Quote Originally Posted by montwv View Post
    Fencepost is right in His definition of series and parallel circuits. All residential wiring is in parallel. Jumping from one receptical to another in the same circuit could be called many things, but they are always connected in parallel.Series connections in residential wirring would cause voltage lose as the connections progress. GFCI recepticals need only be installed where someone could come in (arms lenth) contact with water or a damp location. Any recepticle outside of this distance would not necessarily need a GFCI.
    You are of course correct. There is no argument about it being parallel wiring. The argument is from our resident know-it-all who disputes the common use of the term "daisy chain" referring to receptacles wired from one to the next to the next and her disputing that outlets on the same circuit can be supplied by individual power drops from a junction box, in both cases the receptacles are supplied in parallel. In the one case one GCFI in the first position will protect all the receptacles, in the other case for all to be GCFI protected you would have to install multiple GCFI receptacles or a GCFI breaker if there is nothing else on the same circuit like a refrigerator. And her absolute refusal to recognize that all houses are not wired to NEC 2008 standards, and that Google does not have the answer to every thing.
    Jack
    Be sure you live your life, because you are a long time dead.-Scottish Proverb

  10. #20
    Join Date
    Jan 2008
    Posts
    731

    Default Re: GFI outlets on same circuit

    Quote Originally Posted by montwv View Post
    Fencepost is right in His definition of series and parallel circuits. All residential wiring is in parallel. Jumping from one receptical to another in the same circuit could be called many things, but they are always connected in parallel.Series connections in residential wirring would cause voltage lose as the connections progress. GFCI recepticals need only be installed where someone could come in (arms lenth) contact with water or a damp location. Any recepticle outside of this distance would not necessarily need a GFCI.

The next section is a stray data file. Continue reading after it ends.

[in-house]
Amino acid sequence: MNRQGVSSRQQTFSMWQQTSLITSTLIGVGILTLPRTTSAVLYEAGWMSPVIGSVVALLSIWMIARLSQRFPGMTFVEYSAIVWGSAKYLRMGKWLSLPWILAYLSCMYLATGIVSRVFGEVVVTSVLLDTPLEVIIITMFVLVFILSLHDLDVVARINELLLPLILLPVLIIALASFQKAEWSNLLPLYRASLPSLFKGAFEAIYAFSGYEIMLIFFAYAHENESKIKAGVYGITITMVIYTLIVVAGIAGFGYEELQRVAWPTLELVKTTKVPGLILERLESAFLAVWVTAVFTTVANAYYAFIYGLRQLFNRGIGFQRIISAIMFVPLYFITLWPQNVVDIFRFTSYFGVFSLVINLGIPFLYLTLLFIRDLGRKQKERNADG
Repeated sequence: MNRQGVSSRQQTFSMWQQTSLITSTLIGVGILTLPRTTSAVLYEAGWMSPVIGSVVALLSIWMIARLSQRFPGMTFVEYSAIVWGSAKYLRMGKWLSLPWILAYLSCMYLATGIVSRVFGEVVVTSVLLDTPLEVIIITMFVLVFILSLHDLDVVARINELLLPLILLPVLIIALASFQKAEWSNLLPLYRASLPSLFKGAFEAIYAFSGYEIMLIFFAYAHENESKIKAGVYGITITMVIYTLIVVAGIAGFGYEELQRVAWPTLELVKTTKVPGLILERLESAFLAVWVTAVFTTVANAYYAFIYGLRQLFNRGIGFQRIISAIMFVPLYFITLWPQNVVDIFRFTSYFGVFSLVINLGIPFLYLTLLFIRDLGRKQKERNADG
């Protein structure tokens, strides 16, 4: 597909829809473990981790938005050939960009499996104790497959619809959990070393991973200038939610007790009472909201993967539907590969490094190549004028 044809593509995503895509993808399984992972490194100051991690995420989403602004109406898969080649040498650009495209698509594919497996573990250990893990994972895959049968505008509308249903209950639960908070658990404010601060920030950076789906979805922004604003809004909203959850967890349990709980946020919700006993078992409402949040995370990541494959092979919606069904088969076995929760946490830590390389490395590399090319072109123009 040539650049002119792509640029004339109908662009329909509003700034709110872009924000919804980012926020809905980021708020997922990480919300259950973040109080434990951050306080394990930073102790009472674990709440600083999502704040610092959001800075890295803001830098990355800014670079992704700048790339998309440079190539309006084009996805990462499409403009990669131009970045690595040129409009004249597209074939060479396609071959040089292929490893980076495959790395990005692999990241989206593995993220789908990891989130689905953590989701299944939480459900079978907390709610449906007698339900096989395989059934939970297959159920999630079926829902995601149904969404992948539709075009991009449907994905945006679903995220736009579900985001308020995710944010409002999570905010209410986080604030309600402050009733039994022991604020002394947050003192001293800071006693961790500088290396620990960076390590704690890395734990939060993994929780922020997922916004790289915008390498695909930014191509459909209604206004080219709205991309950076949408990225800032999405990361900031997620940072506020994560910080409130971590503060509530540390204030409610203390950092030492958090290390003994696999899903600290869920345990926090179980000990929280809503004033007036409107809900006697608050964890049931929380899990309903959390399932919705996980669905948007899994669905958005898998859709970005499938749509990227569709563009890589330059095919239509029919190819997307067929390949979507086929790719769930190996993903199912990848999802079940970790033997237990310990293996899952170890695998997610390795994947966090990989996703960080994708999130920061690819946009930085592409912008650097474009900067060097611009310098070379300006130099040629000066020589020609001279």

Nope not right. A simple switch is installed in series. You are confusing Looped circuit paths and Star circuit paths. Both have their issues regarding resistance, impedance and drops. You and JLMCDANIEL are also confusing the mix with pitailing a receptacle yoke versus through wiring (no longer permitted for multi-wire circuits). Your interpretation and summation declarations of there being such minimal limitations for required GFCI protection I also dispute MOST STRONGLY.

    Quote Originally Posted by JLMCDANIEL View Post
    You are of course correct. There is no argument about it being parallel wiring. The argument is from our resident know-it-all who disputes the common use of the term "daisy chain" referring to receptacles wired from one to the next to the next and her disputing that outlets on the same circuit can be supplied by individual power drops from a junction box, in both cases the receptacles are supplied in parallel. In the one case one GCFI in the first position will protect all the receptacles, in the other case for all to be GCFI protected you would have to install multiple GCFI receptacles or a GCFI breaker if there is nothing else on the same circuit like a refrigerator. And her absolute refusal to recognize that all houses are not wired to NEC 2008 standards, and that Google does not have the answer to every thing.
    Jack
    This party KNOWS how to calculate BOX FILL. And I FIRST addressed LINE and LOAD on my original post on this thread.

    For the record JLM's little second stupid diagram has MORE THAN FOUR wires/conductors, he has TEN diagramed and there would be at LEAST one more counted in the cases as I've already explained, he's the one who cannot count or calculate box fill.

    http://ecmweb.com/nec/electric_box_fill_calculations/
    Last edited by Blue RidgeParkway; 01-06-2009 at 02:25 PM.